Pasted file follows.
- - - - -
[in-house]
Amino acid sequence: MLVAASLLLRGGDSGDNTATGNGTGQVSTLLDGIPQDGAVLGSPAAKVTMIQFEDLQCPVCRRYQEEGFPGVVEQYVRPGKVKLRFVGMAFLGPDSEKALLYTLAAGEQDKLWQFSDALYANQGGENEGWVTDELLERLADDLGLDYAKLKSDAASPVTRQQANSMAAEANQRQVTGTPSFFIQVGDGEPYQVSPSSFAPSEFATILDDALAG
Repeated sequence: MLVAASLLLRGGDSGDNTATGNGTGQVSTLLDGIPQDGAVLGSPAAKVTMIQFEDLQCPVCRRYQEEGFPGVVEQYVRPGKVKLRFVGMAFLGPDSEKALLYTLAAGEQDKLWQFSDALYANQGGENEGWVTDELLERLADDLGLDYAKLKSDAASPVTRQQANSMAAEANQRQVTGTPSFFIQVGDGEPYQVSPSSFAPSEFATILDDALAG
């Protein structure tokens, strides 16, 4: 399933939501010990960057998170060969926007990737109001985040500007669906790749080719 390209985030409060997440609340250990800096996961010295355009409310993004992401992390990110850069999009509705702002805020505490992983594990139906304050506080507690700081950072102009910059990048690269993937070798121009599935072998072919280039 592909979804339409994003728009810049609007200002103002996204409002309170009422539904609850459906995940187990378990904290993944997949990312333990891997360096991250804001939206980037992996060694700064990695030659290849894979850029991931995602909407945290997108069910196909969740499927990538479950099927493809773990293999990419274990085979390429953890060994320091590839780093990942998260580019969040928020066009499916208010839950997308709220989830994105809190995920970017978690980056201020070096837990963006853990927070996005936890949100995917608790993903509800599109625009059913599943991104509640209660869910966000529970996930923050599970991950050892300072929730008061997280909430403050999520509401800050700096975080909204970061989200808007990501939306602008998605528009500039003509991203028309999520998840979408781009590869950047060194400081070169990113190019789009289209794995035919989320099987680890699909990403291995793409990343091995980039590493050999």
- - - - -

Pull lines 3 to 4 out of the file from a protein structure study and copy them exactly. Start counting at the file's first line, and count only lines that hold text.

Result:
Repeated sequence: MLVAASLLLRGGDSGDNTATGNGTGQVSTLLDGIPQDGAVLGSPAAKVTMIQFEDLQCPVCRRYQEEGFPGVVEQYVRPGKVKLRFVGMAFLGPDSEKALLYTLAAGEQDKLWQFSDALYANQGGENEGWVTDELLERLADDLGLDYAKLKSDAASPVTRQQANSMAAEANQRQVTGTPSFFIQVGDGEPYQVSPSSFAPSEFATILDDALAG
């Protein structure tokens, strides 16, 4: 399933939501010990960057998170060969926007990737109001985040500007669906790749080719 390209985030409060997440609340250990800096996961010295355009409310993004992401992390990110850069999009509705702002805020505490992983594990139906304050506080507690700081950072102009910059990048690269993937070798121009599935072998072919280039 592909979804339409994003728009810049609007200002103002996204409002309170009422539904609850459906995940187990378990904290993944997949990312333990891997360096991250804001939206980037992996060694700064990695030659290849894979850029991931995602909407945290997108069910196909969740499927990538479950099927493809773990293999990419274990085979390429953890060994320091590839780093990942998260580019969040928020066009499916208010839950997308709220989830994105809190995920970017978690980056201020070096837990963006853990927070996005936890949100995917608790993903509800599109625009059913599943991104509640209660869910966000529970996930923050599970991950050892300072929730008061997280909430403050999520509401800050700096975080909204970061989200808007990501939306602008998605528009500039003509991203028309999520998840979408781009590869950047060194400081070169990113190019789009289209794995035919989320099987680890699909990403291995793409990343091995980039590493050999």